Microsoft Office Tutorials and References
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Introducing Sparklines: Mini-Charts Placed in Cells
Introducing Sparklines: Mini-Charts Placed in Cells
One of the most celebrated new features of Excel 2010 is the sparkline , a charting tool
that enables you to capture your data with a different, cell-based approach. The
brainchild of renowned visual information expert Edward Tufte, sparklines have actually
been around for a while, but they made their Excel debut with this version.
Sparklines are unlike standard Excel charts in that they actually occupy cells in the
worksheet. Standard charts are slapped on top of the worksheet like sticky notes—
that’s why you can drag them around when you want to move them. Sparklines, on the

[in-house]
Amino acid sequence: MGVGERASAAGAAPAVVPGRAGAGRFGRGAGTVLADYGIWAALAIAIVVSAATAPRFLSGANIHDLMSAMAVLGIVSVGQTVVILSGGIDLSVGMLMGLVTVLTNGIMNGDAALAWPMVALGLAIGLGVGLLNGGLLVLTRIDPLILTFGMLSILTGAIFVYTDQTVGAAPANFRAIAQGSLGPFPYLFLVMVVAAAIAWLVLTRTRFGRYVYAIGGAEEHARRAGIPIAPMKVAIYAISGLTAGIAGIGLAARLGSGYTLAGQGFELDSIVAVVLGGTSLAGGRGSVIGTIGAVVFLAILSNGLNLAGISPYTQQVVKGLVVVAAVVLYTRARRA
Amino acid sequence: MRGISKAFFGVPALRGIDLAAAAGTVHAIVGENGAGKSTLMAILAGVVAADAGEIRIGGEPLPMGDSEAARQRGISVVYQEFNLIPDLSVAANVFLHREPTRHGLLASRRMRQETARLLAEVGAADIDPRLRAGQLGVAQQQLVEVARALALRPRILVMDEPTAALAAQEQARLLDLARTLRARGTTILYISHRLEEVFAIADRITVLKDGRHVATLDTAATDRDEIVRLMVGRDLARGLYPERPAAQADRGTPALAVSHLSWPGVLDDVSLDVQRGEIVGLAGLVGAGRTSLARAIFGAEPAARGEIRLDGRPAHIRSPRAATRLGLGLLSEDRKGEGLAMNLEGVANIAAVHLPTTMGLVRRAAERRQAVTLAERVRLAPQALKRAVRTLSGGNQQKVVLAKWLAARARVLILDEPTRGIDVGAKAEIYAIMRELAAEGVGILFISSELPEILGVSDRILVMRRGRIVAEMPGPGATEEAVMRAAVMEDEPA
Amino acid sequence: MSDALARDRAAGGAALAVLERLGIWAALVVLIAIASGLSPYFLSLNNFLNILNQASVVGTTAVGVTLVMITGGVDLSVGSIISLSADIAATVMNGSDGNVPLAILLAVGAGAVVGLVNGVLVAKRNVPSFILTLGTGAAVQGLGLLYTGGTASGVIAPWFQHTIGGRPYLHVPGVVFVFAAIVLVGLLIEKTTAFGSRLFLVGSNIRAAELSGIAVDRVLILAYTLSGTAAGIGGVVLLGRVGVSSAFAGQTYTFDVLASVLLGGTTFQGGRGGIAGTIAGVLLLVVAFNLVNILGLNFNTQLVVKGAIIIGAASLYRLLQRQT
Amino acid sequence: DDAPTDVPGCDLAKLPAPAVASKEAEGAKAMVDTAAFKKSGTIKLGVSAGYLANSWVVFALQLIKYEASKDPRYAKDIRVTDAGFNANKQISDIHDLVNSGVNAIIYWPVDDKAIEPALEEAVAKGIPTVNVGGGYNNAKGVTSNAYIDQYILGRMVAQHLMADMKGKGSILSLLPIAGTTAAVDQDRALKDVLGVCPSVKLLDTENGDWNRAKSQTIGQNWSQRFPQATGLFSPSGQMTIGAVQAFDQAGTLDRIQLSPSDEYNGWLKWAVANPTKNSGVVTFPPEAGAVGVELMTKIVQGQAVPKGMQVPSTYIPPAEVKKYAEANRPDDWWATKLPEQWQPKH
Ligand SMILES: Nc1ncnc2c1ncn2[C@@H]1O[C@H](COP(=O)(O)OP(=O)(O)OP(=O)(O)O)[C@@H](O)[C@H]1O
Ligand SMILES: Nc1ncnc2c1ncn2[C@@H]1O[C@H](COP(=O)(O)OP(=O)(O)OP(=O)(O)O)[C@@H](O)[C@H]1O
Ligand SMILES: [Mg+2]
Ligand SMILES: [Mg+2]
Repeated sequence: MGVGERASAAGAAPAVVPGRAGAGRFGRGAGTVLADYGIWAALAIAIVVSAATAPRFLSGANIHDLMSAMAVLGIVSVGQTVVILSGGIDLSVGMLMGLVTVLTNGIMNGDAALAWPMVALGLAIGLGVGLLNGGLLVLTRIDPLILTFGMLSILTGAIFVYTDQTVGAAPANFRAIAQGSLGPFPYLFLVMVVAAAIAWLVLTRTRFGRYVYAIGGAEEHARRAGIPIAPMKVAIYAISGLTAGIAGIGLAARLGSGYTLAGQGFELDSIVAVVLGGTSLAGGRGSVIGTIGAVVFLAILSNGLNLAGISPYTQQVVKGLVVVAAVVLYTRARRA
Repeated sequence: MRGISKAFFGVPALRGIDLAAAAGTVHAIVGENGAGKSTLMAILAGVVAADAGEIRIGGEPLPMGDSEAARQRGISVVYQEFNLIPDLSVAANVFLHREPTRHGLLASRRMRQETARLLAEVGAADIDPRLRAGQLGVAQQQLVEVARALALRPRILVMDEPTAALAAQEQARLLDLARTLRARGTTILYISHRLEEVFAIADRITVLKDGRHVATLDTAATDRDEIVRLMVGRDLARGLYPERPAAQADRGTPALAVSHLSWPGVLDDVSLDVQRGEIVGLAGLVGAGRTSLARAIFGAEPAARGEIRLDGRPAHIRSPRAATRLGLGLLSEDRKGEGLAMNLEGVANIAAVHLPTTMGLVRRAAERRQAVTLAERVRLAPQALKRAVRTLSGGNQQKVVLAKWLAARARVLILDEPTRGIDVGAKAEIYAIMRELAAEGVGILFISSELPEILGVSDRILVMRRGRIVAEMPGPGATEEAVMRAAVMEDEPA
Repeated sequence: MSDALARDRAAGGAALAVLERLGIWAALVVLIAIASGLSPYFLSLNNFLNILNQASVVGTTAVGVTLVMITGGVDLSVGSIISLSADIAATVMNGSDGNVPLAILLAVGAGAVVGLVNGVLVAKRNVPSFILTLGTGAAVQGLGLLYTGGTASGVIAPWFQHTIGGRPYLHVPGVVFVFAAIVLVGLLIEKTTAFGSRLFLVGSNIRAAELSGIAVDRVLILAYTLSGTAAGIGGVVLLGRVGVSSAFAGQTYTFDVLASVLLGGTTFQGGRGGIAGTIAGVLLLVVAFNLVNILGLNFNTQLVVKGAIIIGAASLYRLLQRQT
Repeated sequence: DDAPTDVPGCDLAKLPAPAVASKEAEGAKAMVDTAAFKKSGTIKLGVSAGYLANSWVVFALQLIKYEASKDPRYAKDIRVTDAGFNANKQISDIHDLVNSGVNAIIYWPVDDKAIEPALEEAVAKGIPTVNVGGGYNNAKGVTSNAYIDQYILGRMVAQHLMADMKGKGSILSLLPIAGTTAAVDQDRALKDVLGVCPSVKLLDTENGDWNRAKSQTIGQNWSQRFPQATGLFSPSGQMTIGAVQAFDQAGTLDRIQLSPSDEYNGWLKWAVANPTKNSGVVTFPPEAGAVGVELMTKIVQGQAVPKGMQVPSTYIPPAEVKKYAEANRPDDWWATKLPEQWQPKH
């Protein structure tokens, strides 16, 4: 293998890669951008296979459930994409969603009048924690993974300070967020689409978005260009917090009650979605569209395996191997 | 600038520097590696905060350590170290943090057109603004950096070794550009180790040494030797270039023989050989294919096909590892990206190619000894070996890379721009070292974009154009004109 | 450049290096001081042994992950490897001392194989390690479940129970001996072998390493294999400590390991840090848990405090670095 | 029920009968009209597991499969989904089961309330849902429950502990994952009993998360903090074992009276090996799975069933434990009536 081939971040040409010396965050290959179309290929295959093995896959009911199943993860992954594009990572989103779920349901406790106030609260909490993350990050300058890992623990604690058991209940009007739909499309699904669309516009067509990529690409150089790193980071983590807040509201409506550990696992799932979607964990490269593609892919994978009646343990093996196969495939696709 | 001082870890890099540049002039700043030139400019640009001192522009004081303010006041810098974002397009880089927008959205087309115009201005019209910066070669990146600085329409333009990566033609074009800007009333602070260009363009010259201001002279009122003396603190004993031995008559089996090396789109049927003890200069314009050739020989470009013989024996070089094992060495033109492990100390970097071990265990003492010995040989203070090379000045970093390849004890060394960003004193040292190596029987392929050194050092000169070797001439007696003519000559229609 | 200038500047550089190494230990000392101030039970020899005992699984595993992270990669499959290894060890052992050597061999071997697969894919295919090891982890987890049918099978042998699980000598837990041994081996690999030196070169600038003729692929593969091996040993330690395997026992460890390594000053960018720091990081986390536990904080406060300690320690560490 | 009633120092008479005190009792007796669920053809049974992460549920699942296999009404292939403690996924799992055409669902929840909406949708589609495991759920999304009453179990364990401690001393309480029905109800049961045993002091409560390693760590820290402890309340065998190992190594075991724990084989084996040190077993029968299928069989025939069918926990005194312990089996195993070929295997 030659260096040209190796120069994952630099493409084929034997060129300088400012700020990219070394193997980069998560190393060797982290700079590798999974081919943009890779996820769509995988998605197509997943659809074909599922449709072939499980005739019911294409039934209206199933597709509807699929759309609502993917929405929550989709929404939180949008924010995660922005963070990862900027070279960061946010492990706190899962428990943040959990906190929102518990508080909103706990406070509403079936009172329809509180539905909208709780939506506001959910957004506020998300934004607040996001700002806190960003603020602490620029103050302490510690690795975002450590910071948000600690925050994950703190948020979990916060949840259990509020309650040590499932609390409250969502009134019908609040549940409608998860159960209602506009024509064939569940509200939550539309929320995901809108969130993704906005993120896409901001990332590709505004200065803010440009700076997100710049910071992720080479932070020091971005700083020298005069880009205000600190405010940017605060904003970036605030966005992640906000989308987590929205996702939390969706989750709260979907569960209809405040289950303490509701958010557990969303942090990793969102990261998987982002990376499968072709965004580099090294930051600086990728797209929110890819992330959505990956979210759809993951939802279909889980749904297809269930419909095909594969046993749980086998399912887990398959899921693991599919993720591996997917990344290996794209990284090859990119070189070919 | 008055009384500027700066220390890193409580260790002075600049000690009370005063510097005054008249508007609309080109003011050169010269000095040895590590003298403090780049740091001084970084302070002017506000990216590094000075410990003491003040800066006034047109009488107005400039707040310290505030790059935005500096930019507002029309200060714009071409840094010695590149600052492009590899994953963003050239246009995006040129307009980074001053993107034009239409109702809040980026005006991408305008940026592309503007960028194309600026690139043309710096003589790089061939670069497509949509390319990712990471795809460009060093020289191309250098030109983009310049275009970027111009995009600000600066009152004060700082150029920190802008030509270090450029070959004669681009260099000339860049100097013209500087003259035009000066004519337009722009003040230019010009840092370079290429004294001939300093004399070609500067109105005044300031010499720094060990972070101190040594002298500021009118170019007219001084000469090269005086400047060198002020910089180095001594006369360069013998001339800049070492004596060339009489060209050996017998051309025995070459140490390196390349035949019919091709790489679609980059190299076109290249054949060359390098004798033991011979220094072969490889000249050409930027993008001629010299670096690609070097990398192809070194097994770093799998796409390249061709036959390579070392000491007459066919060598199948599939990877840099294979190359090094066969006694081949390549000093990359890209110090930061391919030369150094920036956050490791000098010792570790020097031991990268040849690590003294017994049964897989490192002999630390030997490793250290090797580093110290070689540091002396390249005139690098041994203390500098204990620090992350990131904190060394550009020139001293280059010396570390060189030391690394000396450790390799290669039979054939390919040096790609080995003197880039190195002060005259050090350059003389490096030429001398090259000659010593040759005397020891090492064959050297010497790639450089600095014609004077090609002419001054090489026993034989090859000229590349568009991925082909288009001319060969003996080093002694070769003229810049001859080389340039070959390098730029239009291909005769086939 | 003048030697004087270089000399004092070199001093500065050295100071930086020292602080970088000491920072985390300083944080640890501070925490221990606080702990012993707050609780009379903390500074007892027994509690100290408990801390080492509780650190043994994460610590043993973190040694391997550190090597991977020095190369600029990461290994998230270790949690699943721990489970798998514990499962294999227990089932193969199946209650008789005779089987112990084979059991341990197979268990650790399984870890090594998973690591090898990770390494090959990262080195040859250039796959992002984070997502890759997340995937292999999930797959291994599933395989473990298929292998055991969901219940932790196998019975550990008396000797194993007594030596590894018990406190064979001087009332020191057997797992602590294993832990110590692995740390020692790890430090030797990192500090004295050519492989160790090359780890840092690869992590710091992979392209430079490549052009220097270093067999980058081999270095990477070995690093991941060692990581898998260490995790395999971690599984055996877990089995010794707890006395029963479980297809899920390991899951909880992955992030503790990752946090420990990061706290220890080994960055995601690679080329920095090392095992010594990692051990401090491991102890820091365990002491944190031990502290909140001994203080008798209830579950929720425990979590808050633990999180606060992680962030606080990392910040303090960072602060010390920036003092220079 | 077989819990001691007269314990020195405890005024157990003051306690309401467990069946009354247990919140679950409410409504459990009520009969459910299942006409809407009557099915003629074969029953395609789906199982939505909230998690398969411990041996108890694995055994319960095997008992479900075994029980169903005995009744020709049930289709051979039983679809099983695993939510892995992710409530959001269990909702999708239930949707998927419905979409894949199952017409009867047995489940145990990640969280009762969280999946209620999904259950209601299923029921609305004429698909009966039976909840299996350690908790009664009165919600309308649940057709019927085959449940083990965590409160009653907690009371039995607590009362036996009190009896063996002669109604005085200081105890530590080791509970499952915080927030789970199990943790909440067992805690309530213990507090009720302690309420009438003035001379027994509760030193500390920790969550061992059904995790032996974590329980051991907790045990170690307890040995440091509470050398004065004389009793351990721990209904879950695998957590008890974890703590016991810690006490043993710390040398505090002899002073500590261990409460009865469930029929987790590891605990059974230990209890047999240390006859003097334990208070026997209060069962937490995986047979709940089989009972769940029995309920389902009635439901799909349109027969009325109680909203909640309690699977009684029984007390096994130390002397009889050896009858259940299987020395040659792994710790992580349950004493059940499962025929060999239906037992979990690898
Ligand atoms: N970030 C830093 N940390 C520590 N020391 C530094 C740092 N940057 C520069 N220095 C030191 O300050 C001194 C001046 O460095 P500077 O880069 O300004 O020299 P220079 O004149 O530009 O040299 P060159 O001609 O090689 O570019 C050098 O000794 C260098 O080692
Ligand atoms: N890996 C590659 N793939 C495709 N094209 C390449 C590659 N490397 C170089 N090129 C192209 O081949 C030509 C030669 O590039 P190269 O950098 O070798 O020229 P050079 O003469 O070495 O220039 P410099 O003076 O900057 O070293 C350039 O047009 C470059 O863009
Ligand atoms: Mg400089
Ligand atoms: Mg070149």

other hand, lock themselves into individual cells, so they actually have addresses. And
because each sparkline occupies one cell, it tends to be rather small, at least for
starters. The only way to enlarge one is to either widen its column or heighten its row.
But what can sparklines do for you that Excel’s standard charts can’t? The answer is
that with sparklines you can select a range consisting of rows of data, such as our
grades, and batch up a sparkline for each row—something like Figure 6–54.
Figure 6–54. Mini-charts, one per student
That’s the sparkline advantage—allowing the user to chart many sets—or rows—of data
individually. Let’s have a go:
1.
First, select the range
in which you want the
sparklines to appear—
in this case M10:M13
(see Figure 6–55). (You
can either delete or
move any existing
charts on your
workbook that may be
obscuring your view of
the range.)
Figure 6–55. We’ll place a sparkline alongside each
student’s set of grades.
 
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